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The new app stopping Auckland cafe and restaurant food from going to waste

NOTED logo NOTED 9/06/2019 Vomle Springford
a person posing for the camera: Foodprint founder Michal Garvey. © Bauer Media Foodprint founder Michal Garvey.

New app Foodprint helps stop Auckland cafe and restaurant food from going to waste.

It was at a breakfast buffet when Michal Garvey first noticed how much food was being thrown out at the US hotel she worked for one summer in the university holidays.

“The amount of food we used to throw out from the buffets was horrendous. Sometimes we’d put on events and we’d literally throw away as much food as had been eaten.”

The experience helped shape the Auckland woman’s mission to reduce food waste in the form of a new app called Foodprint, which launched today. 

The app connects people to eateries around Auckland who have excess food that would otherwise be thrown out, which is sold at a 50 percent discount. In New Zealand, almost 50,000 tonnes of food is thrown away by cafes, restaurants and supermarkets every year.

While some eateries do already discount unsold food, Foodprint allows users to see where in Auckland food is ‘ready to rescue’ from 50 eateries, including places like Little Bird Organics, &Sushi and Williams Eatery. They purchase items in-app and can then collect the food.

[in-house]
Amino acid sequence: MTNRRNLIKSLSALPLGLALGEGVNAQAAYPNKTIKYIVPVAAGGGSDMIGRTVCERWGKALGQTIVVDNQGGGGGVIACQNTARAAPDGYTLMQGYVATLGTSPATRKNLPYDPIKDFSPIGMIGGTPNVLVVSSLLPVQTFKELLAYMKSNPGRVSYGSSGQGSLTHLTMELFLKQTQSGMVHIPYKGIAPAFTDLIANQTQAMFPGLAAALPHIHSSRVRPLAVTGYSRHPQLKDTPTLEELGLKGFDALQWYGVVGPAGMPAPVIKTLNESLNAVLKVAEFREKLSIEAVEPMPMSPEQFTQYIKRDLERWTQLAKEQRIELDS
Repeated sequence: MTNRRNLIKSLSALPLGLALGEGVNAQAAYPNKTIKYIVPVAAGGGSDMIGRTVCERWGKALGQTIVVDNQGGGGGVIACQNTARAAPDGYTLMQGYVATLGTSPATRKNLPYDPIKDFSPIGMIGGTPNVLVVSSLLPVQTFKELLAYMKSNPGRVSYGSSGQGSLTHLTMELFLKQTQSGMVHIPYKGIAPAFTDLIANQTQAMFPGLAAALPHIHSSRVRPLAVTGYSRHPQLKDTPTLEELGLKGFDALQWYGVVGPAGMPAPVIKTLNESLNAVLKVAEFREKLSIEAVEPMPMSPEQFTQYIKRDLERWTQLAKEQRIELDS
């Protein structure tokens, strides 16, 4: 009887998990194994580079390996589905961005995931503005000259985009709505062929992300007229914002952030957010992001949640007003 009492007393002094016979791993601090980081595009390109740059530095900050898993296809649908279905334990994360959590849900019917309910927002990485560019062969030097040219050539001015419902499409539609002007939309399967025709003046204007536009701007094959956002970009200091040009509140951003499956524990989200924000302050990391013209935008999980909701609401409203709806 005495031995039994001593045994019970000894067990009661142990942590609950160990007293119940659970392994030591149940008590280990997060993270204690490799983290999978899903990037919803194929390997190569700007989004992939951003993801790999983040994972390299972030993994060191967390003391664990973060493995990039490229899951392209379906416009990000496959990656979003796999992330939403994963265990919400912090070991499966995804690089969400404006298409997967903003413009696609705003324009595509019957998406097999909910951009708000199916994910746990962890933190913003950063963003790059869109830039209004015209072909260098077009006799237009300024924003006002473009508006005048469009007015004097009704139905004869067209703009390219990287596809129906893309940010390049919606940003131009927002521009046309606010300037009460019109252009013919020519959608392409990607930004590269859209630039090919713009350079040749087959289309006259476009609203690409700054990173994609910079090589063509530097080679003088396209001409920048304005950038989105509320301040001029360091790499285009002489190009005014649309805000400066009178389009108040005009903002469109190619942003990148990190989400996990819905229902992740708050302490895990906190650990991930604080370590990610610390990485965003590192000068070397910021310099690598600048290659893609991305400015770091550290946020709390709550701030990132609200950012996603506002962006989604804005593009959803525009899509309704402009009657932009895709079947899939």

Food waste is a huge concern for food businesses, both environmentally and financially, says Garvey.

“It’s a concern for a lot of reasons. A lot of the eateries in Auckland are owner-operated so they really can’t afford to be putting stuff in the bin, unfortunately sometimes they have a slow day – and sometimes they’re sold out by midday – it’s really hard to tell.”

a screenshot of a cell phone: The Foodprint app interface. © Bauer Media The Foodprint app interface. The main motivation for the businesses is to reduce food waste, says Garvey.

“It’s really disrespectful when we put food in the bin. It’s disrespectful to everyone who’s produced that food; someone has grown that food, someone’s prepared it, it’s been transported, it’s gone through many different stages before it gets to that point of being an actual item that is edible.

“Key to that, it’s disrespectful to the environment because when it’s thrown out, it’s decomposing and emitting methane – a huge driver of climate change.”

The app also tracks how much carbon you’ve saved by rescuing the food.

“For the eateries that can become part of their sustainability story as well, which is what is driving us at the moment – helping the good fight against climate change.”

She emphasises that none of the food being sold on the app is bad or mouldy.

“It’s perfectly edible, it’s the same as if you walked in and purchased it. But due to the fact it’s been a slow day or it’s something that has been generally rejected for comestic reasons, like a piece of cake that’s broken, it can still be sold but tastes just as good.”

Garvey previously worked for Hello Fresh in the UK, a food box delivery company, where she started thinking about the role technology plays in the way we eat. Wanting to live more sustainably, she began thinking about how to apply that in the food tech space. Noticing some similar apps in Europe, she “took all the best parts” and returned to New Zealand to bring the concept here. She hopes to take it nationwide eventually.

The social enterprise is spearheaded by Garvey who worked for the better part of two years to create the app, designed and developed with design agency, 7 glyphs. She’s poured her own money into it, with the support of her family, to launch the app. 

“There’s a tribe of people behind me who have helped out along the way."

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